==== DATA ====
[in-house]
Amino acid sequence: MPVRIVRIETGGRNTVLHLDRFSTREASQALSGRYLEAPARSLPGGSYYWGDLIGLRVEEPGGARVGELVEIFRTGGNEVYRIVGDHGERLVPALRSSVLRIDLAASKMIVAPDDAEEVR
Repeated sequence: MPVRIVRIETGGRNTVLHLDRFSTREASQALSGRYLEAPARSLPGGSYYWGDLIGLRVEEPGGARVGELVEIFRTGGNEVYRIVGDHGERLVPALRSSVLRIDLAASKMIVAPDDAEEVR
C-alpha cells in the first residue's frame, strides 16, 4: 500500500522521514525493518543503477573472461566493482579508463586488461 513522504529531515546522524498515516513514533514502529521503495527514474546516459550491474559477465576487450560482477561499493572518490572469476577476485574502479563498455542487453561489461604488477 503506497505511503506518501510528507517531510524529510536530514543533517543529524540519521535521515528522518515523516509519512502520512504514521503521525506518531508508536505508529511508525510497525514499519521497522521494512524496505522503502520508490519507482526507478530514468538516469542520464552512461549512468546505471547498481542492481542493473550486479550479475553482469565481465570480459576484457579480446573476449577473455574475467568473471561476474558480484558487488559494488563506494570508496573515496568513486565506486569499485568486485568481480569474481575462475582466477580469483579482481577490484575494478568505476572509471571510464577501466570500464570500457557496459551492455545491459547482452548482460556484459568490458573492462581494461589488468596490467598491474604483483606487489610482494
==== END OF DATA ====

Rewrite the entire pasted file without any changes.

[in-house]
Amino acid sequence: MPVRIVRIETGGRNTVLHLDRFSTREASQALSGRYLEAPARSLPGGSYYWGDLIGLRVEEPGGARVGELVEIFRTGGNEVYRIVGDHGERLVPALRSSVLRIDLAASKMIVAPDDAEEVR
Repeated sequence: MPVRIVRIETGGRNTVLHLDRFSTREASQALSGRYLEAPARSLPGGSYYWGDLIGLRVEEPGGARVGELVEIFRTGGNEVYRIVGDHGERLVPALRSSVLRIDLAASKMIVAPDDAEEVR
C-alpha cells in the first residue's frame, strides 16, 4: 500500500522521514525493518543503477573472461566493482579508463586488461 513522504529531515546522524498515516513514533514502529521503495527514474546516459550491474559477465576487450560482477561499493572518490572469476577476485574502479563498455542487453561489461604488477 503506497505511503506518501510528507517531510524529510536530514543533517543529524540519521535521515528522518515523516509519512502520512504514521503521525506518531508508536505508529511508525510497525514499519521497522521494512524496505522503502520508490519507482526507478530514468538516469542520464552512461549512468546505471547498481542492481542493473550486479550479475553482469565481465570480459576484457579480446573476449577473455574475467568473471561476474558480484558487488559494488563506494570508496573515496568513486565506486569499485568486485568481480569474481575462475582466477580469483579482481577490484575494478568505476572509471571510464577501466570500464570500457557496459551492455545491459547482452548482460556484459568490458573492462581494461589488468596490467598491474604483483606487489610482494